Posted December 03, 2013

Seahawks trounce Saints with ground-shaking crowd noise and a dominant performance

New Orleans Saints, Seattle Seahawks
Try as they might, the Saints had no answer for Russell Wilson. (Jonathan Ferrey/Getty Images)

Try as they might, the Saints had no answer for Russell Wilson. (Jonathan Ferrey/Getty Images)

SEATTLE — The last time the New Orleans Saints came to CenturyLink Field, they lost 41-36 to a 7-9 Seattle Seahawks team in the wild-card round of the 2010 playoffs. In that game, running back Marshawn Lynch pulled off a 67-yard touchdown run that got the local fans hopped up enough to create a seismic event. With 3:22 left in the game. Lynch bounced off what seemed like the entire New Orleans defense, the “Beastquake” nickname was born, and the home-field advantage at CenturyLink grew in stature.

On Monday night, it happened to the Saints again — same loss at “The Clink,” same seismic event, same beatdown when it counted. Only this time, two things were different — the game wasn’t close at all (it was actually more lopsided than the 34-7 final might indicate), and it wasn’t Lynch who defined things for the Seahawks this time. This time, it was second-year quarterback Russell Wilson who riddled New Orleans’ defense in every possible way. It was also different in that this Seahawks defense did not in any way resemble the one that allowed 474 yards, 32 first downs, and 36 points to Drew Brees’ offense back then. This time, it was 12 first downs, 188 total yards, and seven points in what can only be called a signature performance for a defense that was already among the league’s best.

Brees’ difficult day started early. Halfway through the first quarter, defensive end Cliff Avril broke through the back of the pocket, forced the ball out of Brees’ hand, and watched as linemate Michael Bennett returned the fumble 22 yards for a touchdown. That score, according to the Seattle Times, created a magnitude 1 or 2 earthquake.

Here we go again.

Brees was atypically limited from front to back. The pressure created by Seattle’s front affected his ability to make deep throws, and he had just a handful of those all night. As the game went on, Seattle started stacking the box in even the most obvious passing situations. Perhaps the signature play of this signature performance came with 12:23 left in the third quarter. The Saints had second-and-18 at their own nine-yard line, down 27-7, in a situation that screams “passing play.” Seattle’s defense responded by putting 10 defenders in the box anyway, and the flummoxed Saints were forced to call a time out.

“That we have trust. We have trust in our players,” cornerback Richard Sherman told me when I asked him what that particular play signified. “We have trust in our scheme, and trust in the ability of our guys. We know what we’re doing — our coaches have 100 percent trust in the players and the scheme. They run a good scheme, and we attack. We played attack ball all day.”

When you stick perhaps the game’s best quarterback with what would be a gift-wrapped opportunity to make a play in the hands of lesser defenses and he can’t pull the trigger, you know you’ve got something special. Brees tried eight passes 15 or more yards past the line of scrimmage on the night, and completed none of them, per ESPN’s Stats & Info.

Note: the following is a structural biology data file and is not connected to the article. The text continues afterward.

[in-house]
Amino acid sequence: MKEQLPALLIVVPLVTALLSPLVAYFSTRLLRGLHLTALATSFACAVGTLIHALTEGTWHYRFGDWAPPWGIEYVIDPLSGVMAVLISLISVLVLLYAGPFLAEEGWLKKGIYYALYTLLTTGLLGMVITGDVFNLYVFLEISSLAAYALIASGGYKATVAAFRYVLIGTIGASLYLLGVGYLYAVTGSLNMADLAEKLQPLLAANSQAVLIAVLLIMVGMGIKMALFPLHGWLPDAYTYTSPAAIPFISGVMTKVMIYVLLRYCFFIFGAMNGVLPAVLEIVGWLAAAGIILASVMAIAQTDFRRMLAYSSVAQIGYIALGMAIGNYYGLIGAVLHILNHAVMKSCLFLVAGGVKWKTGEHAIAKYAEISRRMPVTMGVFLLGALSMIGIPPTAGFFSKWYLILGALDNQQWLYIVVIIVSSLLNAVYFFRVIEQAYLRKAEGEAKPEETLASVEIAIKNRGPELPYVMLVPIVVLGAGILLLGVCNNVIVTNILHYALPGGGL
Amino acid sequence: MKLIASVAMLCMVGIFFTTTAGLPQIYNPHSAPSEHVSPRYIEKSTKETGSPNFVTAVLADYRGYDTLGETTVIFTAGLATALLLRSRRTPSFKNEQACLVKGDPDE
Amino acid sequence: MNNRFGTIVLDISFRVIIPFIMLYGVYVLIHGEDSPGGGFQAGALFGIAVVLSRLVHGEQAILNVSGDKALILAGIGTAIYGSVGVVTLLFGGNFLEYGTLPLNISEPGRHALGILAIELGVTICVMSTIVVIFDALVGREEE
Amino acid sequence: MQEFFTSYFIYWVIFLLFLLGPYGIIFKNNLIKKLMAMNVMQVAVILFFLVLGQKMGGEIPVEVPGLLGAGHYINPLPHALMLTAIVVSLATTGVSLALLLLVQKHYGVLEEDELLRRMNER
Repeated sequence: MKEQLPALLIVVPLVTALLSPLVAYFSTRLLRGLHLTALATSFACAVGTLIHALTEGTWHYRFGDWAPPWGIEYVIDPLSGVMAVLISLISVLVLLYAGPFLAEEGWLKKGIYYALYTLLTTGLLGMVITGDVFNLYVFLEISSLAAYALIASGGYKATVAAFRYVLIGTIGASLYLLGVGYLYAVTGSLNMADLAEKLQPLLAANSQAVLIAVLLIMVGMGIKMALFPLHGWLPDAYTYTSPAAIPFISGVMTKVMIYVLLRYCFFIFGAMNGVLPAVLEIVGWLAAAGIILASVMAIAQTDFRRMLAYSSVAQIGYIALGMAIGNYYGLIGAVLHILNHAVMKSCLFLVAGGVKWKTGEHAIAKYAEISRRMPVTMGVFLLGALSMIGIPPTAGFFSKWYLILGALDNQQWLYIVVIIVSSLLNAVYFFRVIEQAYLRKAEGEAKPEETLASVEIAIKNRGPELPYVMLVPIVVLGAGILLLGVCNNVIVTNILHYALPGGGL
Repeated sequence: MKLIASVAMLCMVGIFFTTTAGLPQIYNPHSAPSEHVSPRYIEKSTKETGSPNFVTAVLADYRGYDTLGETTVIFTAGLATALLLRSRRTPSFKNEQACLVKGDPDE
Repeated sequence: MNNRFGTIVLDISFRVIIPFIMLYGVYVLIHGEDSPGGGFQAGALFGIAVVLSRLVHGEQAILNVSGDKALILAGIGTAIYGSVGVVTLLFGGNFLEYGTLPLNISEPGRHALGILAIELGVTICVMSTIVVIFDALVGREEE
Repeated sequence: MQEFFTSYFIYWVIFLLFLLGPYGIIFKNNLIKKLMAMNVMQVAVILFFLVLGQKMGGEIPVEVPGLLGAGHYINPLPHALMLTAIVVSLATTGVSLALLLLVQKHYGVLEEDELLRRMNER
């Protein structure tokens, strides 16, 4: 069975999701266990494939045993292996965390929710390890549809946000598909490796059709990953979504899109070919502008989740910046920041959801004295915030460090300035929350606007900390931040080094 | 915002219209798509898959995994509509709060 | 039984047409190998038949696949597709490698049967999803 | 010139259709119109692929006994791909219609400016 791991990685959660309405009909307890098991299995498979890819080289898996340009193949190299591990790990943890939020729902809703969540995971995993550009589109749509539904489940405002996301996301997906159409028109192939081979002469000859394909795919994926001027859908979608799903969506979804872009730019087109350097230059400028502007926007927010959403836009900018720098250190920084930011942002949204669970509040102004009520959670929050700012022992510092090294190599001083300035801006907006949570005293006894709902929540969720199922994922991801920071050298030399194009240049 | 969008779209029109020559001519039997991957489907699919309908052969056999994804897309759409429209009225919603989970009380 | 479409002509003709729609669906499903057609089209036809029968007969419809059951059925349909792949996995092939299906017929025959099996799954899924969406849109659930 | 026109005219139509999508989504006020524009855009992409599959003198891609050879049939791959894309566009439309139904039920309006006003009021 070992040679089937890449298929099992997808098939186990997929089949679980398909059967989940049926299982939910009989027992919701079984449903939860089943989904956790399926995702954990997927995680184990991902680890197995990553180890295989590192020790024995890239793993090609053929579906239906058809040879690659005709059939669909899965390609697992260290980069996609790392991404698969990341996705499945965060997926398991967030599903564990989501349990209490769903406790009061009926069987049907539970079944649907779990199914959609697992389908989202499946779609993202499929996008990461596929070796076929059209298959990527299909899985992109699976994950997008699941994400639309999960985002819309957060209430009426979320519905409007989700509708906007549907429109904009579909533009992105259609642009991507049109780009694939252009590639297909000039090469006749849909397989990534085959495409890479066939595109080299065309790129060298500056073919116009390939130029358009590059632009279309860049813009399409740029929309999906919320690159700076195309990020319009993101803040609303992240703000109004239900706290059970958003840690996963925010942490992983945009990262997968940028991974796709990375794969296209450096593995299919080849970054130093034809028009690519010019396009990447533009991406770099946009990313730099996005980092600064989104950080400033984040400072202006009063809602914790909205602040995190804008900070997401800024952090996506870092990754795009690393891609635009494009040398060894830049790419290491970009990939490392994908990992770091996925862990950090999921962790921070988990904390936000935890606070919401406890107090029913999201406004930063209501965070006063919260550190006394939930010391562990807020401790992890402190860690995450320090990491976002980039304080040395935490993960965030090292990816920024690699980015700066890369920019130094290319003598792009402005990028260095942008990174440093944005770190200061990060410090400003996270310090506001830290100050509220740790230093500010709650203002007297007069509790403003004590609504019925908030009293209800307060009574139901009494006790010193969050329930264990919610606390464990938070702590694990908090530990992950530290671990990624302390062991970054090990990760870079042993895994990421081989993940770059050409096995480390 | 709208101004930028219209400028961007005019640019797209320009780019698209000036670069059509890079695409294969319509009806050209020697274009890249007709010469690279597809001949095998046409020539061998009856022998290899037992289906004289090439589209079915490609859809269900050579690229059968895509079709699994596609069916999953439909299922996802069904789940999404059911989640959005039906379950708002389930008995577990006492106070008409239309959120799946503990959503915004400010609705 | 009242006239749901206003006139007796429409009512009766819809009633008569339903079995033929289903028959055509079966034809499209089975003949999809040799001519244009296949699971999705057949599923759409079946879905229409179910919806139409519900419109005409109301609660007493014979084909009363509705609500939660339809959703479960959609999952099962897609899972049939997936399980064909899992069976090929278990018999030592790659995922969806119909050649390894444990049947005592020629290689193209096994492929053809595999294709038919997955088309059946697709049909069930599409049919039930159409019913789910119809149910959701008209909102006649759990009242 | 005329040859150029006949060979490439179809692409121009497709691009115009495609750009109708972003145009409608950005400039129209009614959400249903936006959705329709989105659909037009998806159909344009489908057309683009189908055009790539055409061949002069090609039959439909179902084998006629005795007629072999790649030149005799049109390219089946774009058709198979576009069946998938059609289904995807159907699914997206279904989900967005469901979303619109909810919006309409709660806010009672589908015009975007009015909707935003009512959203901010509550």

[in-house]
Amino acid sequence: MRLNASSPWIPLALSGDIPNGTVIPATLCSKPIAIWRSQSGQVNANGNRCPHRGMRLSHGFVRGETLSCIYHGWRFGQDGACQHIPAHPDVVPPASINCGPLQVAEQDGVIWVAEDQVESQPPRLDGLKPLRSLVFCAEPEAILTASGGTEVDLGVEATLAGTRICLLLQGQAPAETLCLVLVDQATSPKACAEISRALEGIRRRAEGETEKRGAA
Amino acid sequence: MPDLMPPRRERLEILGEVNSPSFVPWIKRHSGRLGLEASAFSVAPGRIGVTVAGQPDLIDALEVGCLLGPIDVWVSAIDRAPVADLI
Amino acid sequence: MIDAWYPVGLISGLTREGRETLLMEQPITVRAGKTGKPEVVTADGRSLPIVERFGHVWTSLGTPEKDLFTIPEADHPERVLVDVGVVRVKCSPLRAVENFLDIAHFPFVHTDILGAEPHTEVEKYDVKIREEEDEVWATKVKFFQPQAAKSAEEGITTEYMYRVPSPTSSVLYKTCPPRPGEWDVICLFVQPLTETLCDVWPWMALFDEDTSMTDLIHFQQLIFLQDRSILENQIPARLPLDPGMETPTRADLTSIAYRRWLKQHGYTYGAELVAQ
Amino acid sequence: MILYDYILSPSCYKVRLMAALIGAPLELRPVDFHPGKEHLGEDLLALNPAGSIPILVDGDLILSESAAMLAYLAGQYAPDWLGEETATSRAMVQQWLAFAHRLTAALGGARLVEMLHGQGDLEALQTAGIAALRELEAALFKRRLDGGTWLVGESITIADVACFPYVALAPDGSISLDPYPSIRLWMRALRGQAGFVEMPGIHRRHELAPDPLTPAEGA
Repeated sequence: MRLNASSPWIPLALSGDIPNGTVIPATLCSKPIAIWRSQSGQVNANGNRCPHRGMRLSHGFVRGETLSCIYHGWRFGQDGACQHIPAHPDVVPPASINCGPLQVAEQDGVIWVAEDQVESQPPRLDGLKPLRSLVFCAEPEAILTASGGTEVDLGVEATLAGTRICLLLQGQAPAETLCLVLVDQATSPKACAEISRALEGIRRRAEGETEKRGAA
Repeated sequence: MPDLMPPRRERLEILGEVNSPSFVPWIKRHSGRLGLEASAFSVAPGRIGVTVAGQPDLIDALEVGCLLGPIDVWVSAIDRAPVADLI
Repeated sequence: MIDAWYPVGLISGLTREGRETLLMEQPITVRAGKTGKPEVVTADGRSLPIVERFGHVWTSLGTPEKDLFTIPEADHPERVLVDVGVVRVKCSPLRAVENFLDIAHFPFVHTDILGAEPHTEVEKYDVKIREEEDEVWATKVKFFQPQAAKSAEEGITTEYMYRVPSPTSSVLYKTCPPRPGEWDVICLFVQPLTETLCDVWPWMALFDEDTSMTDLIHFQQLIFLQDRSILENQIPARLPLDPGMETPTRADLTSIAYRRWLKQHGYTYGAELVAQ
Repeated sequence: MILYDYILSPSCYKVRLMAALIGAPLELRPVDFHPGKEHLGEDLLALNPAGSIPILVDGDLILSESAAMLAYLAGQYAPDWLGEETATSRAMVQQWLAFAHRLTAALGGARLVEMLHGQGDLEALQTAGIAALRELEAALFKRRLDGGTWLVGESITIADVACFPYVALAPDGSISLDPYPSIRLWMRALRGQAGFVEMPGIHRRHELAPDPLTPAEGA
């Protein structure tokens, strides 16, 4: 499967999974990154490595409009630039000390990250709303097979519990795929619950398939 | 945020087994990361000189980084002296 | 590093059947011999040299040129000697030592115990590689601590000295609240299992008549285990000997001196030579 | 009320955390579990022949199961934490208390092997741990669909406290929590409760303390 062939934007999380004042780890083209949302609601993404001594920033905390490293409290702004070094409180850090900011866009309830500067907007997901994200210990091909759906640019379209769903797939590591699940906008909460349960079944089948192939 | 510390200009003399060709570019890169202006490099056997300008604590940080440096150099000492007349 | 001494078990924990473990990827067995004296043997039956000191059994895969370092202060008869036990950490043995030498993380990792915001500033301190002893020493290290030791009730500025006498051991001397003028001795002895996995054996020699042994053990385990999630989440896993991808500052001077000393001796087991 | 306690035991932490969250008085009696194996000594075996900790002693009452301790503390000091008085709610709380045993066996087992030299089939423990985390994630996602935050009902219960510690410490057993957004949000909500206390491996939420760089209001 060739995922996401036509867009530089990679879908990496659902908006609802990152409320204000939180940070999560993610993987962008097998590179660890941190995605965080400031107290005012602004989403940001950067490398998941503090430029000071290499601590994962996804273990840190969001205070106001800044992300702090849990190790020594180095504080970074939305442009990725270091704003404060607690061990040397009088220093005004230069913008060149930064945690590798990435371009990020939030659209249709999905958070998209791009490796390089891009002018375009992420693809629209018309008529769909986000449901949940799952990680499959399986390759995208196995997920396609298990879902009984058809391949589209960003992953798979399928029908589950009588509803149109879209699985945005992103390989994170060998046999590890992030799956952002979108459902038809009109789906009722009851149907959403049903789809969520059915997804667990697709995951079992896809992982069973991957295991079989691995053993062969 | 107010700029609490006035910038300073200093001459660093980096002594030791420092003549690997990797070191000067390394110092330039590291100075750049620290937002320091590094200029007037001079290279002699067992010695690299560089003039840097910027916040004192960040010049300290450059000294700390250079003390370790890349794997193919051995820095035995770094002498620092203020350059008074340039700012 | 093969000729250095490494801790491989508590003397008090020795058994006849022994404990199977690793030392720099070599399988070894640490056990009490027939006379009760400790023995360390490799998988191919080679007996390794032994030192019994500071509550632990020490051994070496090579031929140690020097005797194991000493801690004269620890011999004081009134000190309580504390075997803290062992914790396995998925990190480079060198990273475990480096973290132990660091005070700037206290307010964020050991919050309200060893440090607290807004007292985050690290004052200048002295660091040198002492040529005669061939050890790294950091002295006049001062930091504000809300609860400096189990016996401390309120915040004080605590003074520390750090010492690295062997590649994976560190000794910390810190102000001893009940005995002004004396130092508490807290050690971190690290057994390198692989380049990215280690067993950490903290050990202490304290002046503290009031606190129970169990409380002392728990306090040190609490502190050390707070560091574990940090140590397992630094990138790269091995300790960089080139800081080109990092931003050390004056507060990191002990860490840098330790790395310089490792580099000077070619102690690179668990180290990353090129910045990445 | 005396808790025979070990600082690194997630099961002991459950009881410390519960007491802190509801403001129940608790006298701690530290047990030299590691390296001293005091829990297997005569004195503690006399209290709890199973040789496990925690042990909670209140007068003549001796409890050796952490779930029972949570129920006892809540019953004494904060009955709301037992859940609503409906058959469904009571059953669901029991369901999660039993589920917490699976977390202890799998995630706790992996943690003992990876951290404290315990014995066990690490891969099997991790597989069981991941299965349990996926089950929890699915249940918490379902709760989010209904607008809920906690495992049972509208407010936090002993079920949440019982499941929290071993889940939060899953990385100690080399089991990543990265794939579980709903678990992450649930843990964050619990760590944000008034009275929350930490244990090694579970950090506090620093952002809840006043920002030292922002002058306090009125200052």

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“They are very good,” Brees said of that defense. “They don’t have any weak links. They are very good up front, at the linebacker position, in the secondary. They put it all together and they play very well within their scheme. Obviously, they play extremely well at home, because they can thrive on that crowd noise, and an offense’s inability to communicate, and all of those things. They deserve a lot of credit.”

Safety Earl Thomas expected Brees to throw deep more often, based on a regular-season loss to the Saints at the Superdome on Nov. 21, 2010, when the Saints’ quarterback threw for four touchdown passes in a 34-19 win. This time, Thomas knew what to look for.

“Actually, I was surprised, because in my rookie year … that’s why I was a little bit motivated here than in another game, because he got the better of me in my rookie year. So, I definitely had a chip on my shoulder to prove that I was a young boy back then, but I’m a grown man now.”

Seattle’s domination of the Saints’ offense was even more impressive when you consider that starting cornerback Walter Thurmond was serving the first game of a four-game suspension for a violation of the league’s substance-abuse policy. Backups Byron Maxwell and Jeremy Lane played like pros in Thurmond’s stead, racking up key pass deflections and running down every one of New Orleans’ complex formations and talented receivers.

“Yeah, Maxwell played a great game for us.” Seahawks head coach Pete Carroll said. “Max has been doing it, that’s not a surprise. I tried to stand up for him, that he’s going to do okay, he’s shown it, and he’s played enough football. We know he can play the game, and he’ll just get better with the terms and experience and all that. Jeremy Lane jumping out there for the first time, playing all that nickel stuff against some really good guys and good schemes, he did a terrific job. He’s still a pup playing in that situation, but he came through really well.”